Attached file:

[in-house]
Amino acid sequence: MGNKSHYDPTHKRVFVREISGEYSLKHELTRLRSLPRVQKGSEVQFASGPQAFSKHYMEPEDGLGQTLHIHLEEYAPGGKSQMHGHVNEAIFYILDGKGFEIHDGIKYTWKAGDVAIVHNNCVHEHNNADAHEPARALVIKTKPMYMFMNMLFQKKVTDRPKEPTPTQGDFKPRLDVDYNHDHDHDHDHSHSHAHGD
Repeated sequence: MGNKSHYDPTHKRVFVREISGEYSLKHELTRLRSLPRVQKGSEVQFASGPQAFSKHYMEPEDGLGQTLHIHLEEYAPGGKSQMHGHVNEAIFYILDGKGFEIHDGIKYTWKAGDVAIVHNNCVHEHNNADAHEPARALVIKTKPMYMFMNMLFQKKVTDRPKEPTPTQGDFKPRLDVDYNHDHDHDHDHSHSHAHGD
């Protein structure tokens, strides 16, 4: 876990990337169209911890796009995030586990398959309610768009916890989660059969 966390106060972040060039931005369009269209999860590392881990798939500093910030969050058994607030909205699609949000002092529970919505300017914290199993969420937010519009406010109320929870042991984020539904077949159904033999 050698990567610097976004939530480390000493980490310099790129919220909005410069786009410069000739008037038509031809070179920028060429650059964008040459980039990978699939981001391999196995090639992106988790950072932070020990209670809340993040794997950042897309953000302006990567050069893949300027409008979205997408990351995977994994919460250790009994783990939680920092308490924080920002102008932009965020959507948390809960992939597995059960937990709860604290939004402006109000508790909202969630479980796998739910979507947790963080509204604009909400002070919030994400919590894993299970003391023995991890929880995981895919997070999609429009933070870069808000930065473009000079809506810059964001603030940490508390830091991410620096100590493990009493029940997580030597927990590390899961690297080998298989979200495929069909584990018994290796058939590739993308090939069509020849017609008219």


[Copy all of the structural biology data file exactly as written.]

[in-house]
Amino acid sequence: MGNKSHYDPTHKRVFVREISGEYSLKHELTRLRSLPRVQKGSEVQFASGPQAFSKHYMEPEDGLGQTLHIHLEEYAPGGKSQMHGHVNEAIFYILDGKGFEIHDGIKYTWKAGDVAIVHNNCVHEHNNADAHEPARALVIKTKPMYMFMNMLFQKKVTDRPKEPTPTQGDFKPRLDVDYNHDHDHDHDHSHSHAHGD
Repeated sequence: MGNKSHYDPTHKRVFVREISGEYSLKHELTRLRSLPRVQKGSEVQFASGPQAFSKHYMEPEDGLGQTLHIHLEEYAPGGKSQMHGHVNEAIFYILDGKGFEIHDGIKYTWKAGDVAIVHNNCVHEHNNADAHEPARALVIKTKPMYMFMNMLFQKKVTDRPKEPTPTQGDFKPRLDVDYNHDHDHDHDHSHSHAHGD
């Protein structure tokens, strides 16, 4: 876990990337169209911890796009995030586990398959309610768009916890989660059969 966390106060972040060039931005369009269209999860590392881990798939500093910030969050058994607030909205699609949000002092529970919505300017914290199993969420937010519009406010109320929870042991984020539904077949159904033999 050698990567610097976004939530480390000493980490310099790129919220909005410069786009410069000739008037038509031809070179920028060429650059964008040459980039990978699939981001391999196995090639992106988790950072932070020990209670809340993040794997950042897309953000302006990567050069893949300027409008979205997408990351995977994994919460250790009994783990939680920092308490924080920002102008932009965020959507948390809960992939597995059960937990709860604290939004402006109000508790909202969630479980796998739910979507947790963080509204604009909400002070919030994400919590894993299970003391023995991890929880995981895919997070999609429009933070870069808000930065473009000079809506810059964001603030940490508390830091991410620096100590493990009493029940997580030597927990590390899961690297080998298989979200495929069909584990018994290796058939590739993308090939069509020849017609008219």